Charles Stein

Thorn Heads, 2013 Mixed media on canvas  95-1/2 x 64 inches (242.6 x 162.6 cm)

Download PDF     Luhring Augustine PHILIP TAAFFE Recent Work |  May 3 – June 15, 2013

 

In general, abstraction in modern painting draws form away (ab-stracts) from objects of visual perception to establish independent morphological realms. Abstractionism thus tends to abjure concrete reference to history, nature, and culture. But for Taaffe the very power of abstraction to reveal forms common to diverse objects allows it to serve as a metaphoric center: an abstract image may bring together in a poetic field diverse historical, geographic, cultural, natural, and psycho-spiritual domains.

In spite of this openness to reference, Taaffe’s work registers emphatic bodily actions as pertinent to its composition as the grand gestures of the Abstract Expressionists whom he so admires.

Each picture is a destination of several morphological itineraries, journeys of images from sources whose traces contribute to the total effect in several ways. The images refer to nature, but also to the period books that deliver them to the artist; to representations of natural forms from various cultures; to cultural artifacts. The images are applied in discrete series of operations, sometimes separated by extended intervals of time: days, weeks, or occasionally even months. These intervals are significant in that the accumulation of reflection between the applications of the various layers is the mysterious site, as it were, where the intuited relations between images and layers are allowed to accumulate and suggest the details of their final form. The picture becomes a receptacle not only of the images and their sources, but of the invisible spiritual activities performed during these periods of reflective waiting. Finally, the energy, velocity, and bodily emphasis of the physical acts of applying the images to the canvas – stamping, stenciling, rolling, dragging, scraping – are themselves legible in the finished work, enacted with a ceremonial intensity of focus and with what Taaffe thinks of as ritual intent.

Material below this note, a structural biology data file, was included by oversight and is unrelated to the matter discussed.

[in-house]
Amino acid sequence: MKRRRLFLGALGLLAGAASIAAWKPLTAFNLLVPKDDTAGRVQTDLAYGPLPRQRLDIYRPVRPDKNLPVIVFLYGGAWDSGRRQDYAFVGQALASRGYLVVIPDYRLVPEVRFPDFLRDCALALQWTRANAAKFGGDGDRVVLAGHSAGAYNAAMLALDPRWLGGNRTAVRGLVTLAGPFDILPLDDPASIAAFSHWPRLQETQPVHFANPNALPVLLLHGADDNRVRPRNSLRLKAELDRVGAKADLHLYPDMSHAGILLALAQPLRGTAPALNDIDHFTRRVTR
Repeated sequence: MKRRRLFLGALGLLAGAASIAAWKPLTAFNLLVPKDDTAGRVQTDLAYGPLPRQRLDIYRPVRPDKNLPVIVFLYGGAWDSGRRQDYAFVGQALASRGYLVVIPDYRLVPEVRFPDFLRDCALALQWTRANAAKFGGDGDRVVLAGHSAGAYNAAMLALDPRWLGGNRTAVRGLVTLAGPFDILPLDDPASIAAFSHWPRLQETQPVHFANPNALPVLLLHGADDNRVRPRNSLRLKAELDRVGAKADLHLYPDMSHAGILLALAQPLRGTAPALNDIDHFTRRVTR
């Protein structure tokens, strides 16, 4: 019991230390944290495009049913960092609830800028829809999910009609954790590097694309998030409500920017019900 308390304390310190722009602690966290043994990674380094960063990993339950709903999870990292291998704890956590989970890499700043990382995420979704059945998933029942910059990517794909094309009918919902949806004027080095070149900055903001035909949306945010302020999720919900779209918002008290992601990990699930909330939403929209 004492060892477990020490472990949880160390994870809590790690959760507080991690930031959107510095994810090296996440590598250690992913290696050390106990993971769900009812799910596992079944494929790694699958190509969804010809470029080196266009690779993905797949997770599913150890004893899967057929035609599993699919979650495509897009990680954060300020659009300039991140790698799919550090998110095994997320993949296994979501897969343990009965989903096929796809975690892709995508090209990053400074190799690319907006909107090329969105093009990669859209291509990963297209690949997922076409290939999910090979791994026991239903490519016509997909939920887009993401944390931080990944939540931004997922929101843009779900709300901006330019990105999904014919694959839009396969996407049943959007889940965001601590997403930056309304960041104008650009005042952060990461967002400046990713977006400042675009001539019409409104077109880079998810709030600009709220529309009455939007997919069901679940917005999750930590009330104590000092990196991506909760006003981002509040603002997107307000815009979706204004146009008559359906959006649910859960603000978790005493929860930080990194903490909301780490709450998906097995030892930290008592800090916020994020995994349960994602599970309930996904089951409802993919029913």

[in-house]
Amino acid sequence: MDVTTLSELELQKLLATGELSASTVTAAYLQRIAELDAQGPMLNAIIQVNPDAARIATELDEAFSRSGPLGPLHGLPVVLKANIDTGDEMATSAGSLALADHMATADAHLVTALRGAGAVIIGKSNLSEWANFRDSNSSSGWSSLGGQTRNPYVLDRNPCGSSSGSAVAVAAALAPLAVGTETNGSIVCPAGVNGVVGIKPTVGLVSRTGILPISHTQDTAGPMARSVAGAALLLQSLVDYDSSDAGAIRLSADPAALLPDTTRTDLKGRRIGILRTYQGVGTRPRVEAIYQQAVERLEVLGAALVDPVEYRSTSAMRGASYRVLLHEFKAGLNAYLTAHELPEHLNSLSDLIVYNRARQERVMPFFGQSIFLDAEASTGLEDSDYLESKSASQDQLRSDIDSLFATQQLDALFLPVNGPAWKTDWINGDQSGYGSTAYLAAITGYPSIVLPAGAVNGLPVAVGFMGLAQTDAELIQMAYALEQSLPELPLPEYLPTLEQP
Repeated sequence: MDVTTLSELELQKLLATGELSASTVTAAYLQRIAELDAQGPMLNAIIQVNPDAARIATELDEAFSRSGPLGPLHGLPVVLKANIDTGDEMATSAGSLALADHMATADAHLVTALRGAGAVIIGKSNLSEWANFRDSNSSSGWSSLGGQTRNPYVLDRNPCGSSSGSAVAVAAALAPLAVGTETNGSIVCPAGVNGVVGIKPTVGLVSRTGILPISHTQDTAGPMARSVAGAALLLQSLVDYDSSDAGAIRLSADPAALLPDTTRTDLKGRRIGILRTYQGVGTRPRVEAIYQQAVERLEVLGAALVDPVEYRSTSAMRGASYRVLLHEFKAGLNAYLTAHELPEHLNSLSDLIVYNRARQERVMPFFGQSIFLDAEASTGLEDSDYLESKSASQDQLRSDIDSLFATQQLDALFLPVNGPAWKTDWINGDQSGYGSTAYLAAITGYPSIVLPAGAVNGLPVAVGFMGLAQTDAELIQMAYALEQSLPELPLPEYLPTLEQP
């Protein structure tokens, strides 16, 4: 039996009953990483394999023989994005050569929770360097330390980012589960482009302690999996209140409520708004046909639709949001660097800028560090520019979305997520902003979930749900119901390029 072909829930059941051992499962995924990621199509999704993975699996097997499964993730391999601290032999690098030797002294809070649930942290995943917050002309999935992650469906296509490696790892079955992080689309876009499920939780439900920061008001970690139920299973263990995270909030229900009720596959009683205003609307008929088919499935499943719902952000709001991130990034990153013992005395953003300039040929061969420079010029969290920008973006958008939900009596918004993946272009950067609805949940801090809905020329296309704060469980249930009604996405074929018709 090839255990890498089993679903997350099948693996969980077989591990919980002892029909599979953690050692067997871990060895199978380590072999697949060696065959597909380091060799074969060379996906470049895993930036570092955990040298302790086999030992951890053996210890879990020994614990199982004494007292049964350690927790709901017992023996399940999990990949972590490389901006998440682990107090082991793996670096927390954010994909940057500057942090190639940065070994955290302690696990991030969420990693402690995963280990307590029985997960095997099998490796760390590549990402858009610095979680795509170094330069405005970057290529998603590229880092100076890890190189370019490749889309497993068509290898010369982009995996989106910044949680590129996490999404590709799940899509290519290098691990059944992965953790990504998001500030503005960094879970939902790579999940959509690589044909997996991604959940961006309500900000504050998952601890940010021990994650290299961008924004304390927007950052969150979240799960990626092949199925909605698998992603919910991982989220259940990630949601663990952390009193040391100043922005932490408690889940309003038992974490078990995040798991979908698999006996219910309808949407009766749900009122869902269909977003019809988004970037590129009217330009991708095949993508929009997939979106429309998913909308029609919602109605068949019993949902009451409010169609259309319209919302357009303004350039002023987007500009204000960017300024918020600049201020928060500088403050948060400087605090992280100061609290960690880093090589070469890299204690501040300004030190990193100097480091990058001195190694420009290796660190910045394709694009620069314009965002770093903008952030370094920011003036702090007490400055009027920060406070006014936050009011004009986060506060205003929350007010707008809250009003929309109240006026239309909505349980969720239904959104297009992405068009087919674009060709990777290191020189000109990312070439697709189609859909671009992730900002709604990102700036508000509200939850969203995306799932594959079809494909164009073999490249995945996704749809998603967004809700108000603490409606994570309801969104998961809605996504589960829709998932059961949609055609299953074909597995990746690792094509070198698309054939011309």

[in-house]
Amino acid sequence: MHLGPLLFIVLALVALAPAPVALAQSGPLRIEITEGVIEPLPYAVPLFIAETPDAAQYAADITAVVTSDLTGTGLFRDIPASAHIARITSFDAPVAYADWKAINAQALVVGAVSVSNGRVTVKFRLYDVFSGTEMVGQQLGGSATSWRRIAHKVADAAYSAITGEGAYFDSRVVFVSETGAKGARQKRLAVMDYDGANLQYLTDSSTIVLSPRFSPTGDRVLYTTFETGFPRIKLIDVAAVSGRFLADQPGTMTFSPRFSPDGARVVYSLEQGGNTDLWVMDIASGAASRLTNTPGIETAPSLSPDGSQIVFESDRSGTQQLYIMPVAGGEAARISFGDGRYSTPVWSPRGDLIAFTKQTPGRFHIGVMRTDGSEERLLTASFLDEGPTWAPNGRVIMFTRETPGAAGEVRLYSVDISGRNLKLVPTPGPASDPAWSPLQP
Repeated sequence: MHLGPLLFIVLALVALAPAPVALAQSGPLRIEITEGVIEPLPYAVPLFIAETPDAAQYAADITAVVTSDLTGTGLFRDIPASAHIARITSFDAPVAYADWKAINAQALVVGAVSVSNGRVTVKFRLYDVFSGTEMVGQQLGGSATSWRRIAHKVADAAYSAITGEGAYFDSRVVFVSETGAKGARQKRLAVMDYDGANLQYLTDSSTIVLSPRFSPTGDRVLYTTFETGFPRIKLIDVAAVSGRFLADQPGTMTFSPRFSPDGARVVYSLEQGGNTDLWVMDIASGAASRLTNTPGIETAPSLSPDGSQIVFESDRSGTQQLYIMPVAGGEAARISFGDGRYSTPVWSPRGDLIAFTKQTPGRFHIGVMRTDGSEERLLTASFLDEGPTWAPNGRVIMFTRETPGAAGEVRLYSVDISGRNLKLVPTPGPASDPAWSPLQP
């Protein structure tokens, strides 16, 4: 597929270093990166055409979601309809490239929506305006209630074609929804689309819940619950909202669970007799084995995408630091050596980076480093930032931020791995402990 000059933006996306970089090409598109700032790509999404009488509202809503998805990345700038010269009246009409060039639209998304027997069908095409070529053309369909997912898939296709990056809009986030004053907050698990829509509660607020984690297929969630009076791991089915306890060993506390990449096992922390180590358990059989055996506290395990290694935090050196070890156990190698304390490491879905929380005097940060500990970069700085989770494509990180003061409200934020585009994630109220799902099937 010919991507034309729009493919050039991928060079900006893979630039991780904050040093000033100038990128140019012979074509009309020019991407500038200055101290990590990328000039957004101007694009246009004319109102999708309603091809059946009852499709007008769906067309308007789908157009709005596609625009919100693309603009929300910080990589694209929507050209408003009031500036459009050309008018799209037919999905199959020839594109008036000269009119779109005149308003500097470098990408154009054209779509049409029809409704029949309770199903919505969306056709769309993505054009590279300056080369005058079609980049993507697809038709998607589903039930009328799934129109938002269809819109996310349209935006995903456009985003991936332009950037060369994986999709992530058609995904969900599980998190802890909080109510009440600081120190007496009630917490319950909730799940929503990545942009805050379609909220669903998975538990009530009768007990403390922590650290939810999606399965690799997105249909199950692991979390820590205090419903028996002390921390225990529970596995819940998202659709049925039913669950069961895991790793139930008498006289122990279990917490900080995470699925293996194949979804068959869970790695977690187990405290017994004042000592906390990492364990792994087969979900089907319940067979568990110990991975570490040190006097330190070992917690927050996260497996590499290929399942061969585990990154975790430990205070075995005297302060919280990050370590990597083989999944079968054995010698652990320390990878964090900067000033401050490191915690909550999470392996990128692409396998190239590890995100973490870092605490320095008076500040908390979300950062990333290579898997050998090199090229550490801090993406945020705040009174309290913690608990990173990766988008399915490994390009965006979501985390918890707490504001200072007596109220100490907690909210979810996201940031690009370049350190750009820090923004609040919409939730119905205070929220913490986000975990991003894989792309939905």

Snakes, ferns, crustaceans; masks, glyphs, totems. Taaffe’s archaic images compensate for that which contemporary experience suppresses, forgets, ignores, or simply, through their absence, remains ignorant of and yet perhaps deeply longs for: connection to primal or archaic being.

Though the archaic material can deliver an atmosphere of a psychic menace, the overall intent of the aesthetic arrangement is inviting and represents a certain recrudescence of the beautiful, a canny balance between entropic and symmetric distributions of images. The eye feels within the “overall” composition a studied disordering of various symmetric arrangements, involving music-like inversions, displacements, reversals.

The intentional, not to say willful, management of images suggests “ornamentality”; yet, because the images ordinarily connect back to cultural contexts where ornament as such has been used or natural contexts where symmetry as such is pertinent, Taaffe’s aesthetic is never simply “ornamental,” but part of an accumulation of reference and conceptual/poetic content.

Baudelaire once said that the beautiful is never other than a promise of happiness. Taaffe’s reinvention of the beautiful seems to me a kind of valiant inquiry, a conscientious refusal of the suppression of human possibility.

 

Charles Stein, New York, 2013